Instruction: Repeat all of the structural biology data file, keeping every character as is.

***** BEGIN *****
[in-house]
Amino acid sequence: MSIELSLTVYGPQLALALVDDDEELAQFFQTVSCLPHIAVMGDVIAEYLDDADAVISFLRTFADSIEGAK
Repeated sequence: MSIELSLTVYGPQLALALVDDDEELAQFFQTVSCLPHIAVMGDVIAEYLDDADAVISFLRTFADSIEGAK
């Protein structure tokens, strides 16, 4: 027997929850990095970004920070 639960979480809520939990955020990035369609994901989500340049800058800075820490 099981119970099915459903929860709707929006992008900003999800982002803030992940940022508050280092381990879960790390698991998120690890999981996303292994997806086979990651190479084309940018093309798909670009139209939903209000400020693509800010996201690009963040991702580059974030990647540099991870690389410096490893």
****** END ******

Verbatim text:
[in-house]
Amino acid sequence: MSIELSLTVYGPQLALALVDDDEELAQFFQTVSCLPHIAVMGDVIAEYLDDADAVISFLRTFADSIEGAK
Repeated sequence: MSIELSLTVYGPQLALALVDDDEELAQFFQTVSCLPHIAVMGDVIAEYLDDADAVISFLRTFADSIEGAK
């Protein structure tokens, strides 16, 4: 027997929850990095970004920070 639960979480809520939990955020990035369609994901989500340049800058800075820490 099981119970099915459903929860709707929006992008900003999800982002803030992940940022508050280092381990879960790390698991998120690890999981996303292994997806086979990651190479084309940018093309798909670009139209939903209000400020693509800010996201690009963040991702580059974030990647540099991870690389410096490893």